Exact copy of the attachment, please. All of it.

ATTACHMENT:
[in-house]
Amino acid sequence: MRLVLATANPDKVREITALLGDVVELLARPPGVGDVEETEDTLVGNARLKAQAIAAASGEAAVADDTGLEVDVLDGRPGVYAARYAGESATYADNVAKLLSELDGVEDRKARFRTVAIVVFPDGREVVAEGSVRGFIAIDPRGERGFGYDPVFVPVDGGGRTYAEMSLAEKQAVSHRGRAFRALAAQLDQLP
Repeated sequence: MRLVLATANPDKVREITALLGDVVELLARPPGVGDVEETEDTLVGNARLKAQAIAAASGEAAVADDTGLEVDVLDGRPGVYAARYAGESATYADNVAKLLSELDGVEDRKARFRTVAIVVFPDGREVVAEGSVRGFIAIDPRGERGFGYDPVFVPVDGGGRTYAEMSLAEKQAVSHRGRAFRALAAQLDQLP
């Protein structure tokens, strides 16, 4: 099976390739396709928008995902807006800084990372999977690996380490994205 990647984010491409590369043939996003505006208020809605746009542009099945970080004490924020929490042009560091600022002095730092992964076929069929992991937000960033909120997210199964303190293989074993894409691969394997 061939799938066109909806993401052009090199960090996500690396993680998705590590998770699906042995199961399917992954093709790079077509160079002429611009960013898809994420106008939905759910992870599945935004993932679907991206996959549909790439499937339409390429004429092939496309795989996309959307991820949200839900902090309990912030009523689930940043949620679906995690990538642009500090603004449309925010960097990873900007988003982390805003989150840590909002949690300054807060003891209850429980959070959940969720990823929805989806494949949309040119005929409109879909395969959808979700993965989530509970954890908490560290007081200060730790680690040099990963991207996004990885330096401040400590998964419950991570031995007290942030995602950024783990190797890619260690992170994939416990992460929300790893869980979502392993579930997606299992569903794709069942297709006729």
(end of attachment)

[in-house]
Amino acid sequence: MRLVLATANPDKVREITALLGDVVELLARPPGVGDVEETEDTLVGNARLKAQAIAAASGEAAVADDTGLEVDVLDGRPGVYAARYAGESATYADNVAKLLSELDGVEDRKARFRTVAIVVFPDGREVVAEGSVRGFIAIDPRGERGFGYDPVFVPVDGGGRTYAEMSLAEKQAVSHRGRAFRALAAQLDQLP
Repeated sequence: MRLVLATANPDKVREITALLGDVVELLARPPGVGDVEETEDTLVGNARLKAQAIAAASGEAAVADDTGLEVDVLDGRPGVYAARYAGESATYADNVAKLLSELDGVEDRKARFRTVAIVVFPDGREVVAEGSVRGFIAIDPRGERGFGYDPVFVPVDGGGRTYAEMSLAEKQAVSHRGRAFRALAAQLDQLP
């Protein structure tokens, strides 16, 4: 099976390739396709928008995902807006800084990372999977690996380490994205 990647984010491409590369043939996003505006208020809605746009542009099945970080004490924020929490042009560091600022002095730092992964076929069929992991937000960033909120997210199964303190293989074993894409691969394997 061939799938066109909806993401052009090199960090996500690396993680998705590590998770699906042995199961399917992954093709790079077509160079002429611009960013898809994420106008939905759910992870599945935004993932679907991206996959549909790439499937339409390429004429092939496309795989996309959307991820949200839900902090309990912030009523689930940043949620679906995690990538642009500090603004449309925010960097990873900007988003982390805003989150840590909002949690300054807060003891209850429980959070959940969720990823929805989806494949949309040119005929409109879909395969959808979700993965989530509970954890908490560290007081200060730790680690040099990963991207996004990885330096401040400590998964419950991570031995007290942030995602950024783990190797890619260690992170994939416990992460929300790893869980979502392993579930997606299992569903794709069942297709006729």